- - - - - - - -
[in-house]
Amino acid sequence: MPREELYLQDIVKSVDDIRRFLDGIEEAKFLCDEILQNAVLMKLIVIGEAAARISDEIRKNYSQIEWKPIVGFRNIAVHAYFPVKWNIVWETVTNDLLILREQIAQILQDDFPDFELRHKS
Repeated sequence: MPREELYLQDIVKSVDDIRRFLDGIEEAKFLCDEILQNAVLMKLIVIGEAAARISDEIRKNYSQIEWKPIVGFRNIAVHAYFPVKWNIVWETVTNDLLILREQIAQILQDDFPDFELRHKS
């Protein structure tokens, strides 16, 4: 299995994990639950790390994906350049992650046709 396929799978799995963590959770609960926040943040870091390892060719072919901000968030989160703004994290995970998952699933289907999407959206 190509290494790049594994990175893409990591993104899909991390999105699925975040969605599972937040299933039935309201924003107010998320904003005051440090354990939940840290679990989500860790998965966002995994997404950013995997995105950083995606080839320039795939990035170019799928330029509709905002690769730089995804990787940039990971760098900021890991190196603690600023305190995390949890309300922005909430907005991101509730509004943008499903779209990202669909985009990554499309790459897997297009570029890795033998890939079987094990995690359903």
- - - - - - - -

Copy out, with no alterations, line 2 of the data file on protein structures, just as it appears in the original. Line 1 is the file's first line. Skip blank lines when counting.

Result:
Amino acid sequence: MPREELYLQDIVKSVDDIRRFLDGIEEAKFLCDEILQNAVLMKLIVIGEAAARISDEIRKNYSQIEWKPIVGFRNIAVHAYFPVKWNIVWETVTNDLLILREQIAQILQDDFPDFELRHKS